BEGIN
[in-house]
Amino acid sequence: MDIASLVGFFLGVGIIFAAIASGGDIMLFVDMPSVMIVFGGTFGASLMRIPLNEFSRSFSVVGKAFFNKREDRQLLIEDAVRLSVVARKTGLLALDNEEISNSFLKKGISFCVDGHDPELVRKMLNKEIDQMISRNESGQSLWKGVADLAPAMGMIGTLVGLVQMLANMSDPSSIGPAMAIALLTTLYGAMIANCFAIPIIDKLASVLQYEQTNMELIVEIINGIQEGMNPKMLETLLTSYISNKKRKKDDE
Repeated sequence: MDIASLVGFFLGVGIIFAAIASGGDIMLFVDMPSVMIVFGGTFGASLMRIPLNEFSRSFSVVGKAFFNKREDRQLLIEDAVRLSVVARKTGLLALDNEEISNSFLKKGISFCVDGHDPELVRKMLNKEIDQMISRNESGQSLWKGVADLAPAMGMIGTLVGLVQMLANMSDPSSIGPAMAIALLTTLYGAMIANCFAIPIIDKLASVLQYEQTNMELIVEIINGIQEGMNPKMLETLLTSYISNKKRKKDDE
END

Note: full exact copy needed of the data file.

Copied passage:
[in-house]
Amino acid sequence: MDIASLVGFFLGVGIIFAAIASGGDIMLFVDMPSVMIVFGGTFGASLMRIPLNEFSRSFSVVGKAFFNKREDRQLLIEDAVRLSVVARKTGLLALDNEEISNSFLKKGISFCVDGHDPELVRKMLNKEIDQMISRNESGQSLWKGVADLAPAMGMIGTLVGLVQMLANMSDPSSIGPAMAIALLTTLYGAMIANCFAIPIIDKLASVLQYEQTNMELIVEIINGIQEGMNPKMLETLLTSYISNKKRKKDDE
Repeated sequence: MDIASLVGFFLGVGIIFAAIASGGDIMLFVDMPSVMIVFGGTFGASLMRIPLNEFSRSFSVVGKAFFNKREDRQLLIEDAVRLSVVARKTGLLALDNEEISNSFLKKGISFCVDGHDPELVRKMLNKEIDQMISRNESGQSLWKGVADLAPAMGMIGTLVGLVQMLANMSDPSSIGPAMAIALLTTLYGAMIANCFAIPIIDKLASVLQYEQTNMELIVEIINGIQEGMNPKMLETLLTSYISNKKRKKDDE